Why Can’t the Ferry Keep Up?

Steven Earle, for the Gabriola Ferry Advisory Committee

Gabriolans are justifiably frustrated because the ferry is so often behind schedule. This seems to have been the case for years, but is clearly getting worse, and many of us are negatively affected, at least some of the time.

Scheduling on Route 19 is a challenge. Gabriolans expect BC Ferries to put on as many sailings as possible, starting as early in the morning as possible and continuing as late into the evening as possible. BC Ferries genuinely wants to do that, but they have to work within a restricted budget and under the constraints of their contract with the crew. They have created a schedule that works in theory (and it does work on days when the traffic is light) but goes pear shaped when the loads are heavy.

So why can’t it work all the time?  We know the distance and the ship’s speed. We know approximately how long it takes to load and unload, but this is where it gets difficult, because the bigger the load, the longer that takes. The problem really starts with overloads, because it takes much longer to fill the ferry when there is an overload. Typically, the crew has to stop loading, and then assess how much space is left, and then work to squeeze on as many vehicles as possible, a few at a time. The issue is worse on this side because there are no terminal staff to help out. The other problem is that overloads don’t happen every day—even during the peak season—and at some times of the year they are quite rare. The amount of traffic is also hard to predict as it is affected by the weather and by special events happening in both Nanaimo and on Gabriola.

Sailing delays happen because the schedule is too tight to accommodate the overload problem. It doesn’t help that the Quinsam is currently experiencing a mechanical issue that prevents her from going over 10 knots. That speed is fast enough to keep on schedule on low-traffic days, but it doesn’t allow the ship to make up time when there are delays. The simplest solution to these problems would be to reduce the number of sailings, but that would likely mean even longer line-ups and greater frustration. Nobody wants that. Another solution would be to create a schedule that changes from day to day, with fewer sailings on busy days, and more on quieter days. We don’t think that’s going to float either.

There is one thing that many of us could do to help, and that is to avoid travelling by car when overloads are likely. Not everyone has that flexibility, but those that do could avoid the busiest days altogether: Tuesdays and Thursdays.  And we could avoid leaving Gabriola between 8:50 and 12:35 on weekdays, or returning on the 3:45 or the 5:10. Some of us could leave our cars behind for some trips, and take a bike or walk.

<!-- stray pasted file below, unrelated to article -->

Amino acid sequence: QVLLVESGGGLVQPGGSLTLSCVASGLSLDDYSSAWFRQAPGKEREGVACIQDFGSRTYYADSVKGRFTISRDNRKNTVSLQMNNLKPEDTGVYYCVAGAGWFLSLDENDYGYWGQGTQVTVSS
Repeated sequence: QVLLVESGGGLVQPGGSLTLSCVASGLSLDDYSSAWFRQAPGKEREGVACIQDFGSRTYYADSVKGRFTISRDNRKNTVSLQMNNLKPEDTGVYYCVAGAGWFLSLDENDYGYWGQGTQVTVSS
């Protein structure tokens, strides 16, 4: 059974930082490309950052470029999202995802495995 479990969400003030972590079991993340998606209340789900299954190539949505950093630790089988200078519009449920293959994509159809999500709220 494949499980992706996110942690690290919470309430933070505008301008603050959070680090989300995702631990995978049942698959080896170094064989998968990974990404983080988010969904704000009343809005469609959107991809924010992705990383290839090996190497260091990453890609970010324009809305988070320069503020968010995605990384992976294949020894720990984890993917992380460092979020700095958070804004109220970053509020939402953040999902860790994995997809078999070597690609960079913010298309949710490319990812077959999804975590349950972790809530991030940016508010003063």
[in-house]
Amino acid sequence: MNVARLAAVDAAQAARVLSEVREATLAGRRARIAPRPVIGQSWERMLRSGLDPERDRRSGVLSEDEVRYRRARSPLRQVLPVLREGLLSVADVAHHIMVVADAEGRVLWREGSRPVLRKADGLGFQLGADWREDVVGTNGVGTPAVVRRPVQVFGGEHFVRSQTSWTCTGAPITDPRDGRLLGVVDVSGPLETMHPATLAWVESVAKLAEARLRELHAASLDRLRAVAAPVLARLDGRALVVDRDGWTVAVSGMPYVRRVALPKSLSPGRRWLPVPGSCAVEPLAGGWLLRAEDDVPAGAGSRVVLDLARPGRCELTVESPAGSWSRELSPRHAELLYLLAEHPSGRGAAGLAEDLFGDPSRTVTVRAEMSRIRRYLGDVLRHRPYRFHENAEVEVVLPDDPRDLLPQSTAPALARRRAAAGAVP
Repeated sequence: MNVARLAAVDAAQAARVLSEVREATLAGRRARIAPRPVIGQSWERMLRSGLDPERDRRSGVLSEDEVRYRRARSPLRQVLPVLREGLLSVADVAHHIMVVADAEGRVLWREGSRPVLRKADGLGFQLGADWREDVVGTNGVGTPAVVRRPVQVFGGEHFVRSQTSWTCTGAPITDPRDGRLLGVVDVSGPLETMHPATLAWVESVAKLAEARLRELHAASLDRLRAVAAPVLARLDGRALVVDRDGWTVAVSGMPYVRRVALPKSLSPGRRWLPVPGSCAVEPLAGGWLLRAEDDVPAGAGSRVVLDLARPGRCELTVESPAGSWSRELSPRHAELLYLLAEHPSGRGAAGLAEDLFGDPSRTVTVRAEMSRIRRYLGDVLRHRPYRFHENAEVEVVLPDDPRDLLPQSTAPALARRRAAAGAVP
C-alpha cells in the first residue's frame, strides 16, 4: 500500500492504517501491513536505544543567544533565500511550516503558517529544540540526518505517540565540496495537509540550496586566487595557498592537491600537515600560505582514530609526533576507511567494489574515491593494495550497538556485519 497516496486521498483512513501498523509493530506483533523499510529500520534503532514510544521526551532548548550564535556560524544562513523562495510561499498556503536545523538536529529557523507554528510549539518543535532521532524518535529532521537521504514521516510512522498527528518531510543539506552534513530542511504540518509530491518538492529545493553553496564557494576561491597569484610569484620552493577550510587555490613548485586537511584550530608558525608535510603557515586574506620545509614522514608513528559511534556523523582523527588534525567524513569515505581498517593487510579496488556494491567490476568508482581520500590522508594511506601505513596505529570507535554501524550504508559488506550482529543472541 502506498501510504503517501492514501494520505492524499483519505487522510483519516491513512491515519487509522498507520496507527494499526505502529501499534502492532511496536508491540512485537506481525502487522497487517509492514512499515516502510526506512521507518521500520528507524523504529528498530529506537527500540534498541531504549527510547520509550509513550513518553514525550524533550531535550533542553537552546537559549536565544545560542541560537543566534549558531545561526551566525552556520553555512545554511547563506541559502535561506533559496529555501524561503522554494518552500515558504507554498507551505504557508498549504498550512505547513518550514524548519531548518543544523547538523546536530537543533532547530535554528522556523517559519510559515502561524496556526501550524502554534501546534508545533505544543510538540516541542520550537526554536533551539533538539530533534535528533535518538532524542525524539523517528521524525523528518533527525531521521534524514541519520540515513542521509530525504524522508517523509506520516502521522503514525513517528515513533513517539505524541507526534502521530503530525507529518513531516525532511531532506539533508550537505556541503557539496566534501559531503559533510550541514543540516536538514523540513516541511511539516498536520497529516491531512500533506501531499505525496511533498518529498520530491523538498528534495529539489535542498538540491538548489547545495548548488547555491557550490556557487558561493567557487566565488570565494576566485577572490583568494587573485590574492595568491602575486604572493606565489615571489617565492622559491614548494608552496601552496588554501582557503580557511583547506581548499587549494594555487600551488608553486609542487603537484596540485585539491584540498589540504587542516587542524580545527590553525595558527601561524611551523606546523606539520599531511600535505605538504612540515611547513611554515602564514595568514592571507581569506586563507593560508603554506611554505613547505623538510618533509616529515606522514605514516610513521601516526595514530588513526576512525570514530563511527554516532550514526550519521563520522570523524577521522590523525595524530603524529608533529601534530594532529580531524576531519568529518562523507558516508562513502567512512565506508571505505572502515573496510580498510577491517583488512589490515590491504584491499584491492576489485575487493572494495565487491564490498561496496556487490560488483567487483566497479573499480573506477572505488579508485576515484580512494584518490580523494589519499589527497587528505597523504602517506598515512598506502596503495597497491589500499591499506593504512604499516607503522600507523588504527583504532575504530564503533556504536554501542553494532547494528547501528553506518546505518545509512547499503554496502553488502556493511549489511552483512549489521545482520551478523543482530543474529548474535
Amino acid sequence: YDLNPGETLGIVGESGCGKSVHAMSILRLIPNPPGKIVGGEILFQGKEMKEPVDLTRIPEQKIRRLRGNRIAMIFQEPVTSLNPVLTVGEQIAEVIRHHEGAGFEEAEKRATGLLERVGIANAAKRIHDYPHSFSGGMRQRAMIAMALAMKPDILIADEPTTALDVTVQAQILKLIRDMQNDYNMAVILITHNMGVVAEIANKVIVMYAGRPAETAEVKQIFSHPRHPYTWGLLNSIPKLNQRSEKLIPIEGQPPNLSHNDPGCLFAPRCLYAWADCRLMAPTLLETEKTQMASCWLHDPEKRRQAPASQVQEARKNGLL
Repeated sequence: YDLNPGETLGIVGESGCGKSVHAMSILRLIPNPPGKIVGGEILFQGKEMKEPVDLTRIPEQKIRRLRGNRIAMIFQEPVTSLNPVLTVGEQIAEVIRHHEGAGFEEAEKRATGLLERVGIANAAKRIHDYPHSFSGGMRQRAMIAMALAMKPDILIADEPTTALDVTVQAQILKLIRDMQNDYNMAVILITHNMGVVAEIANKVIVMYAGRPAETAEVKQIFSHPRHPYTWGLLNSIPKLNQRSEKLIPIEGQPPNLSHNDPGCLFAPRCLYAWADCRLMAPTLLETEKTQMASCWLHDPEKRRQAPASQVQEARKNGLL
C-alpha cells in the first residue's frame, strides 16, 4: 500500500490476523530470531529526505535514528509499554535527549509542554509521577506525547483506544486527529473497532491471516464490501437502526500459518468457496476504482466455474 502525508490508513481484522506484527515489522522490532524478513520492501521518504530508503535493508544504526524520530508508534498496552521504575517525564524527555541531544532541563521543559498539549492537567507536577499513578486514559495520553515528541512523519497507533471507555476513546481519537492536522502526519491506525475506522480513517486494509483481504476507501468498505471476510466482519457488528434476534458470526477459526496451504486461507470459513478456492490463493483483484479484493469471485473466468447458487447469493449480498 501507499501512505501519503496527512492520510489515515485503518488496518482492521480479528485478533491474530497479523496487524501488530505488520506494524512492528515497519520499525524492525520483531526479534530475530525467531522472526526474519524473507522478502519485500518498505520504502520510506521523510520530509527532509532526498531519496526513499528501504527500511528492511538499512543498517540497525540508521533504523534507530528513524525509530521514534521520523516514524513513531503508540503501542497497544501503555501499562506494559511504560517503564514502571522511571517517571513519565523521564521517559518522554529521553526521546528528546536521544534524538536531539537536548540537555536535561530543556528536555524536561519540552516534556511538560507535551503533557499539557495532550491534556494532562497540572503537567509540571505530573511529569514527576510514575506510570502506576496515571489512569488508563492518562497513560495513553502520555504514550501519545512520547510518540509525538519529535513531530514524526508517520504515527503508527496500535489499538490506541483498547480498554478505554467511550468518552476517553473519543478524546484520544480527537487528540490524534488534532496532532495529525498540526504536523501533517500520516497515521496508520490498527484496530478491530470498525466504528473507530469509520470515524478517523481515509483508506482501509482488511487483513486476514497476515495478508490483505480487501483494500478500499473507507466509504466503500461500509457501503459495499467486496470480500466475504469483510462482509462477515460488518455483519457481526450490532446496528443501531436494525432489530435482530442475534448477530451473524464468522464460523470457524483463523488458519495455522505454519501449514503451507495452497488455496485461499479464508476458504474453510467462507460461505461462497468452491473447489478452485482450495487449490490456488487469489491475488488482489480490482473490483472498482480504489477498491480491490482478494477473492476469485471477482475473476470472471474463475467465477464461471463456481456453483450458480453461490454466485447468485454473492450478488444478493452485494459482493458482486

The FAC doesn’t have the answers, and nor does BC Ferries, but we know that Gabriolans are smart, so we welcome your constructive suggestions. They do listen to us (some of the time!) so good ideas do have a chance of being put into practice.

Please e-mail your great ideas on how to make the ferry work better to: gabriola.fac@gmail.com.

***Please note that the Gabriola FAC Facebook account is only used for the purpose of providing information to the community and is not monitored for feedback. The Gabriola FAC is also not able to moderate Facebook discussions.

4 thoughts on “Why Can’t the Ferry Keep Up?

  1. No more overloads. If you miss it, you didn’t get there on time. Often happens when you bend over to please some you end up screwing others. Keep it simple and stand by the rules. If your car isn’t ahead of the line cut off, so be it!

  2. A few years ago, the FAC debated with BC Ferries the merits of reducing Quinsam’s speed to save fuel and reduce emissions. At that time, Quinsam was routinely making the crossing at up to 12 knots, Reducing speed to 9 or 10 knots achieved significant fuel savings and it’s likely that BC Ferries has now invoked speed restrictions as a means of recouping some of its lost income this year. Having said that, a reduction in speed only accounts for 2-3 minutes on each crossing; it’s the process of loading and unloading that needs attention.

  3. A major cause of delay is the boarding/disembarking of passengers. A group can walk to the ferry at Nanaimo in under a minute. The majority do this well.

    The process stretches to two or three minutes as stragglers join in. At Gabriola the process repeats, and the same stragglers take their time disembarking while most people have been ready to leave before the ferry docks. I’ve observed this many times. I am not referring to disabled people. The ferry workers help any pedestrians needing help and do a fine job of loading vehicles. Repeat this delay of one to two minutes each sailing and you lose the schedule.

    Perhaps a deckhand could walk through each lounge reminding people to prepare to leave? Or an announcement five minutes before docking?

Leave a Reply to Linda Cancel reply

Fill in your details below or click an icon to log in:

WordPress.com Logo

You are commenting using your WordPress.com account. Log Out /  Change )

Google photo

You are commenting using your Google account. Log Out /  Change )

Twitter picture

You are commenting using your Twitter account. Log Out /  Change )

Facebook photo

You are commenting using your Facebook account. Log Out /  Change )

Connecting to %s